Dear Doc Knox:
Was Speedway Circle (just south of the intersection of Rutledge Pike and Asheville Highway) ever used as a real racetrack?
Howard A. Sutherland
Dear Mr. Sutherland:
Indeed it was. This peculiar oval is in the Burlington residential community just a few hundred yards southeast of Chilhowee Park. For those of you who haven’t seen it, it’s worth a visit to behold.
Developed as a half-mile horse-racing track during the Grover Cleveland administration, it served that purpose for about 20 years, straddling the 19th and 20th centuries.
It was owned and operated by Mr. Cal Johnson, the black man raised to be a slave who, after the war, became a businessman and sometime politician. Johnson (1844-1925) lived in a nice big house downtown, and owned a chain of saloons—including a prominent one at the corner of Gay Street and Vine, catering to both races—as well as other businesses, including a clothing factory on State Street. That three-story building, which still features Johnson’s name high on the façade, is the only building associated with him still standing. A lot of folks would love to see something positive happen to that building, which is currently being used only for storage.
In 1884, Johnson was elected to Knoxville’s Board of Aldermen, our City Council.
Johnson’s wealth allowed him to indulge his interest in thoroughbred horses; he owned several that competed nationally, as at the 1893 World’s Fair in Chicago. The first race track that bore his name was in South Knoxville, from 1881 to 1895, but after some complaints about poor attendance at that site—in those pre-automotive days, it seemed remote—Johnson cooperated with the East Tennessee Fair Association to build this East Knoxville oval in 1896. Johnson owned the property, but leased it to the fair organization. The new oval was known as the East Tennessee Fair Association Track, at first. Within a few years, it was popularly known as the Cal Johnson Race Track.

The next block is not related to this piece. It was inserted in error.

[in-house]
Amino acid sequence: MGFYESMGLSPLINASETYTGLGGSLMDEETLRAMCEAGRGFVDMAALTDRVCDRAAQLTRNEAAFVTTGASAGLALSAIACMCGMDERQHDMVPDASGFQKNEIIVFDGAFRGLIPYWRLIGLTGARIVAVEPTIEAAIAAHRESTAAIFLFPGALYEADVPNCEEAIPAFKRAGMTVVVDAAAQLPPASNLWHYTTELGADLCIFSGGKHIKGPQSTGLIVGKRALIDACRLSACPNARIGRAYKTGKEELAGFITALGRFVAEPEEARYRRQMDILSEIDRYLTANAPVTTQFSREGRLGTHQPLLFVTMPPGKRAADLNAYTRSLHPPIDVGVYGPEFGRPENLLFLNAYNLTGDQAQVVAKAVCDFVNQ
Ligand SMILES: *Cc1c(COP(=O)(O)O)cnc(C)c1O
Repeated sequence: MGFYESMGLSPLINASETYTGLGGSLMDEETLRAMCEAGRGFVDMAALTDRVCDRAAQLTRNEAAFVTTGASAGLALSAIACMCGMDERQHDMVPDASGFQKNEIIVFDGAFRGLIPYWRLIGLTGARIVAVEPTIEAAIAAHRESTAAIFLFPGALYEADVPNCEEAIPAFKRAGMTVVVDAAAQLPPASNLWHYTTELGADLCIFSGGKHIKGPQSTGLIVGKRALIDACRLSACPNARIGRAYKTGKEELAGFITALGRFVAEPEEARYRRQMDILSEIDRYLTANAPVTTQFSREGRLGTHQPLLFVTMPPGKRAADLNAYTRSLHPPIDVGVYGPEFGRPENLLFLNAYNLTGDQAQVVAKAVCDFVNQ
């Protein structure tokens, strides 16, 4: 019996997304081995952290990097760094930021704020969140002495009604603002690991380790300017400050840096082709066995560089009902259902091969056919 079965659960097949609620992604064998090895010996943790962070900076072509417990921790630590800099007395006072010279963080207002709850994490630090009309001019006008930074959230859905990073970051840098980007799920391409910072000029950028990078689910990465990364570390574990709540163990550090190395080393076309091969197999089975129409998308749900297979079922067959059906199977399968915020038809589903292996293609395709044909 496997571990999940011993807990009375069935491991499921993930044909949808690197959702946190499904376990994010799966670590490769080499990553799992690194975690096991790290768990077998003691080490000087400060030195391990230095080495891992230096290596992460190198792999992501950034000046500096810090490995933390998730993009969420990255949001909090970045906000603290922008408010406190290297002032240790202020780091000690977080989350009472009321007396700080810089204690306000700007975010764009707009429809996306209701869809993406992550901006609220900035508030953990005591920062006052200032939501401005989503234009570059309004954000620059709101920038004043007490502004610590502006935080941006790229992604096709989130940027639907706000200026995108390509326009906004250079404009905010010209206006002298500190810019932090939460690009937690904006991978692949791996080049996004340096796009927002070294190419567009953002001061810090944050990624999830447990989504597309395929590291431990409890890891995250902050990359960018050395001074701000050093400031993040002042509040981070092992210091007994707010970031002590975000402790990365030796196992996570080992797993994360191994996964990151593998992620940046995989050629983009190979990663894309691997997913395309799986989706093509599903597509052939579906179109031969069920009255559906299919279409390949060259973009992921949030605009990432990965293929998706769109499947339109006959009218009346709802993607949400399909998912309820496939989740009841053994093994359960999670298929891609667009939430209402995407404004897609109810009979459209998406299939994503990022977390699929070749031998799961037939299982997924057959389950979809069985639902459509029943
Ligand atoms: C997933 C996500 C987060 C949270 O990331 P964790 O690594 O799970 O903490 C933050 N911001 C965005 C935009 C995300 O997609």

Located near the end of Knoxville’s first electric-streetcar line, which ran all day from downtown, the track was easy for everybody to get to, and handy to popular Chilhowee Park, which sometimes accessed the racetrack when big fairs hosted horse racing. It was a sportsman’s mecca in late-Victorian Knoxville, when men in bowler hats and some daring ladies in bustly dresses would ride out here to root on their favorites.
It was also the site of some other spectacles, like the first airplane landing in Knoxville in 1911. Johnson helped sponsor the event, and reluctantly cut down the lone tree in the track’s infield to accommodate it. It also saw races in association with the famous National Conservation Exposition of 1913, which the city celebrated last month.
The speedway was just 10 years old when the state banned gambling in 1906, a move that undermined the business of horse racing in Knoxville—though the track, and some horse races, held on here until at least 1915, apparently without open betting. Soon after, that oval became probably Knoxville’s first automobile-racing track. It witnessed at least one fatal crash, in 1916: that of automobile racer and early auto dealer Edward Lockett—whose funeral was held in his uncle’s Hill Avenue house, the house later known as the Lord Lindsey.